Q: I don’t know much about the technical details of recording, but I feel a bit like I stepped over the edge of a sonic shelf in Lands and Peoples, which struck me as being deeper musical waters than some of your previous albums. It seemed audibly more three-dimensional. Can you help me understand what I’m hearing?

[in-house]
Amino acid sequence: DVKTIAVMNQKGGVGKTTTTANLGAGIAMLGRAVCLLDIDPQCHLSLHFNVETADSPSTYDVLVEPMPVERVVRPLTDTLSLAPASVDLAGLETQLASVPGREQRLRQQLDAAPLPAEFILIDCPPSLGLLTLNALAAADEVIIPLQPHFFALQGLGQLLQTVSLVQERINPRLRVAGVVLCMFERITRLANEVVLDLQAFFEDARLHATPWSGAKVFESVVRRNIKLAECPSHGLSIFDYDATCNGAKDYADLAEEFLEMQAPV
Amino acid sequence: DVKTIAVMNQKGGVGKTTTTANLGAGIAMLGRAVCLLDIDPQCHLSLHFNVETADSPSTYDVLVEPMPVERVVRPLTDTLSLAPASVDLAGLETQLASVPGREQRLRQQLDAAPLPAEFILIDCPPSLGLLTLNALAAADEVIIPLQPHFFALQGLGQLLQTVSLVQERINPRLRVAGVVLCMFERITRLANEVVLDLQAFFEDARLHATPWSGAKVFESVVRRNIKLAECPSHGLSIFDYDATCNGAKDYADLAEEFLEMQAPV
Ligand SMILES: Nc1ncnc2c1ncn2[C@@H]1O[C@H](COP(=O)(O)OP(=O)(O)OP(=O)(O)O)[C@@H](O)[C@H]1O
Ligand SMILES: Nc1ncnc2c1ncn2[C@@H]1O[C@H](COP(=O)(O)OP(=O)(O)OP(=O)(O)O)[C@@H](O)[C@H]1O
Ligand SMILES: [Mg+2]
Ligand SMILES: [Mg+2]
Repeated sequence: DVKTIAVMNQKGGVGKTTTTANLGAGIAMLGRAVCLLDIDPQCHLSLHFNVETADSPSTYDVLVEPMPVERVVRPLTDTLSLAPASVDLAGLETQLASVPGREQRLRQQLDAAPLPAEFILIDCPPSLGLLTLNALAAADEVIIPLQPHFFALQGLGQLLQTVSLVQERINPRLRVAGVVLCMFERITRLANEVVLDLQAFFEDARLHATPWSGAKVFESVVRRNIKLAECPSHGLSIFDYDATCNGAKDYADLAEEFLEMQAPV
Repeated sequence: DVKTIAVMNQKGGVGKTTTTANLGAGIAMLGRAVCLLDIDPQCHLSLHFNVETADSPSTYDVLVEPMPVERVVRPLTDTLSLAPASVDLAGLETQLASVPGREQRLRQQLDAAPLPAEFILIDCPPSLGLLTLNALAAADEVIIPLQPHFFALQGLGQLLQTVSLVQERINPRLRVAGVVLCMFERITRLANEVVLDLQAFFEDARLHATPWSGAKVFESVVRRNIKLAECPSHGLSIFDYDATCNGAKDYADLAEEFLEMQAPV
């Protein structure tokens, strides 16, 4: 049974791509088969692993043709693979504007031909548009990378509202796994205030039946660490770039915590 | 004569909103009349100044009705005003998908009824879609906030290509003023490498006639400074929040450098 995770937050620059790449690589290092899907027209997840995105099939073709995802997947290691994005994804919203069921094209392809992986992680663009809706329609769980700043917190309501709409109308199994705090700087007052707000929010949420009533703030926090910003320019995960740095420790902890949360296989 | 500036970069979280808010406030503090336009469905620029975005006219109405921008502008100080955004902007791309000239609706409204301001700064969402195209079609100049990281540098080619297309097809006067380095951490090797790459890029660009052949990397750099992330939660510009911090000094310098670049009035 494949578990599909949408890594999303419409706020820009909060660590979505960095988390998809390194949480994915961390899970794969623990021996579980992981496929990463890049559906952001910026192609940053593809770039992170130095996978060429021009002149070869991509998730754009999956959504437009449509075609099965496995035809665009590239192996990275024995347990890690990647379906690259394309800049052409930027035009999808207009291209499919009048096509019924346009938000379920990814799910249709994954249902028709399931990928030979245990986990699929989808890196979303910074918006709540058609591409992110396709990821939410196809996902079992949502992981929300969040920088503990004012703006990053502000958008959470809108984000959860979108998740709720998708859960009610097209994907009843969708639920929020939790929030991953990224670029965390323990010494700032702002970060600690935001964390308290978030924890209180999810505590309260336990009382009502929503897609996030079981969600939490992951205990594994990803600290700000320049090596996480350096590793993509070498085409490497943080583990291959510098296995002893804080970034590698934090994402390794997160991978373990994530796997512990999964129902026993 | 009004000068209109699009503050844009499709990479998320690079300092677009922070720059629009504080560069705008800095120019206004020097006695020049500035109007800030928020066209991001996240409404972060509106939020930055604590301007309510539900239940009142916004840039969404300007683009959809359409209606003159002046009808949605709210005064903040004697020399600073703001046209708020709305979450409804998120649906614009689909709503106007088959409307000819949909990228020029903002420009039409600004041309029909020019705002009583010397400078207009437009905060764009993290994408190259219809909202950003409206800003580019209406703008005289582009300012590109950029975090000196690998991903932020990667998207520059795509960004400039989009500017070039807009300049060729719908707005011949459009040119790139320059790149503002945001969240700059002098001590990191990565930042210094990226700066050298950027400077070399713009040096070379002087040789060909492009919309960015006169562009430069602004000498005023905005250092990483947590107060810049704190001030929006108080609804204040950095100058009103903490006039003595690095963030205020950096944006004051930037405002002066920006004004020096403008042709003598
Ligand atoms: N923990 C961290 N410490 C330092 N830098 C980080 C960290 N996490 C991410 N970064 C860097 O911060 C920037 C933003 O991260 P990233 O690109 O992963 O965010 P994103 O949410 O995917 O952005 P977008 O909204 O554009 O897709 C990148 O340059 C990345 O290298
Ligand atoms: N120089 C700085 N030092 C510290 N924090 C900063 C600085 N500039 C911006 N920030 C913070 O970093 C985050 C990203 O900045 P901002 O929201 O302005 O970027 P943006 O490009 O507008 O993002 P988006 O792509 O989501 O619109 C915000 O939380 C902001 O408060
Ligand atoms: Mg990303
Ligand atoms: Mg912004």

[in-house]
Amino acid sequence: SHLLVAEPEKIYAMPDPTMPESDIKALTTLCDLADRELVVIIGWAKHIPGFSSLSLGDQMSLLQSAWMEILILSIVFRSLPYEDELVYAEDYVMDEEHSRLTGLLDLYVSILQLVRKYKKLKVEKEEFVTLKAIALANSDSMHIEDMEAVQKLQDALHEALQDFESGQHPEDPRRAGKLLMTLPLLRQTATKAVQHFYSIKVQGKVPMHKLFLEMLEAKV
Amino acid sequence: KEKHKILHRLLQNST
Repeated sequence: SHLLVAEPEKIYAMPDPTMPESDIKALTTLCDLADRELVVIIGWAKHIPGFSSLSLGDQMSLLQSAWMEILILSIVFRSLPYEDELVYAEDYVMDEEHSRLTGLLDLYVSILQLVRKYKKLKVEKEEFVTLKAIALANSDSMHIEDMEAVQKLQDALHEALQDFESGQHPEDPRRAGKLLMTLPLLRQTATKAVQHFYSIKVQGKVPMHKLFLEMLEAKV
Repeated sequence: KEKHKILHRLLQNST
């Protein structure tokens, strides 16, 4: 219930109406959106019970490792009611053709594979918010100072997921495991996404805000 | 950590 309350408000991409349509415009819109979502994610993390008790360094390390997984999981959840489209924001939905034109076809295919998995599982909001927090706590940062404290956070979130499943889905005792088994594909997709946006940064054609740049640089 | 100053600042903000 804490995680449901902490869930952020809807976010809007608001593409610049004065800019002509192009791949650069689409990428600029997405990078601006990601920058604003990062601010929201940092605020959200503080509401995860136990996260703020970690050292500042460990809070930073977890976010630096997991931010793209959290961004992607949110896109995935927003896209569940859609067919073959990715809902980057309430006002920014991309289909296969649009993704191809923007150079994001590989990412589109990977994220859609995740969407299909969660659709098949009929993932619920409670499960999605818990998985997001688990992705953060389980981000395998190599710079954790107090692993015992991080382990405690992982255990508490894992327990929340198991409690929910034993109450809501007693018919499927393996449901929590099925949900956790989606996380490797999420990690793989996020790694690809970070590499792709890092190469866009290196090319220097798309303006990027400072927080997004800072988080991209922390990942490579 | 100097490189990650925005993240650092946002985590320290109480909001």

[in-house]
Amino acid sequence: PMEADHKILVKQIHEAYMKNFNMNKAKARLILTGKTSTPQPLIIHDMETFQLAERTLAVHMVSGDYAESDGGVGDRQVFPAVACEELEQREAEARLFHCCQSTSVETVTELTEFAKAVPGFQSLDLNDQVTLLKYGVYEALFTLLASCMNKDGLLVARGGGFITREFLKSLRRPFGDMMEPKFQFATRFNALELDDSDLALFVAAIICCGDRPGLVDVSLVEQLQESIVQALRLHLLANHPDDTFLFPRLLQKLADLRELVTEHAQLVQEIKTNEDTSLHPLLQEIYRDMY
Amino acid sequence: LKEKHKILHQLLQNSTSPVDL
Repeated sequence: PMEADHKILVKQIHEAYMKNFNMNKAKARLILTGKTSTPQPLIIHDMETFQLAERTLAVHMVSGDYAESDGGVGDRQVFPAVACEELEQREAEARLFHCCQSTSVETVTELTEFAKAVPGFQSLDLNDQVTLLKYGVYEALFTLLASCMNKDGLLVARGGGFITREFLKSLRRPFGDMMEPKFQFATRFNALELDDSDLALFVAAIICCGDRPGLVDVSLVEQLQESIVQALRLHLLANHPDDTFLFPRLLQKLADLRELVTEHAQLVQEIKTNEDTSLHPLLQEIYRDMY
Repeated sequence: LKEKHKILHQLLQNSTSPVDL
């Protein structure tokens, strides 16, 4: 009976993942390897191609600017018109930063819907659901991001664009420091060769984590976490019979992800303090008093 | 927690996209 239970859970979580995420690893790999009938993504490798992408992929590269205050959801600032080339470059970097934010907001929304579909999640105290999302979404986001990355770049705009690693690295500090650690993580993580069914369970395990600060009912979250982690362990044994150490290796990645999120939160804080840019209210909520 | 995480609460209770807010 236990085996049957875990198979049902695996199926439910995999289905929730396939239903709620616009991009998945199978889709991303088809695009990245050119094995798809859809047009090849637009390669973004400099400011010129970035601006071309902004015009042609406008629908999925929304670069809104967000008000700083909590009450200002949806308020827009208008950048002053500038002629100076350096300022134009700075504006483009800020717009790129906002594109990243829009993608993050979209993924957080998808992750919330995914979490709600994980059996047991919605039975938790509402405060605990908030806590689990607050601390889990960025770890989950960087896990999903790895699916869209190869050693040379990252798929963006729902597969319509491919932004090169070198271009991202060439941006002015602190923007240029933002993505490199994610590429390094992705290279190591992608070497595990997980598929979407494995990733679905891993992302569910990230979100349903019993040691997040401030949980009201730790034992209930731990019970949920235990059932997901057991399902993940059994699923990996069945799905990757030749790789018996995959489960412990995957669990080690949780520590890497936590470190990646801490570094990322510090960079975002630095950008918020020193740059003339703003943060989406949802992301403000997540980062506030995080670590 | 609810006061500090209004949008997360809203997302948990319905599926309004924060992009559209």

BM: I think your questions has two parts. First, the “audibly more three-dimensional” part. I have a few good mics, but after that I just use my ears. But, it might have to do with the materials the studio is made from. Muriah and I live in a small community in the high deserts of New Mexico. In every area you go with the materials that are there. In New Mexico, for centuries now of course, houses have been built out of dried clay and mud. We were fortunate, when we moved here four years ago, to be able to rent just such a dwelling. Yeah, it really is a hacienda. So, I think what you might be hearing is the the fact that the studio is housed in an almost two hundred year adobe casita. The walls are two feet thick all around of prepared dried mud. They are non-parallel (always a plus in studio recording) and the the exposed beams in the ceiling create a kind of baffling. It’s an easy room to get sounds in and to mix tracks in. So the fellas who constructed it unknowingly built a great room to record music in. Also, the room is just beautiful. Quaint and full of all that is inspiring about southwest architecture. Step outside and you’ll be looking straight into the snow-capped Sangre de Cristo chain of the Rockie Mountains. (Poor us!) Yes, hats off to the beauty of these wonderful, natural elements. I feel very blessed.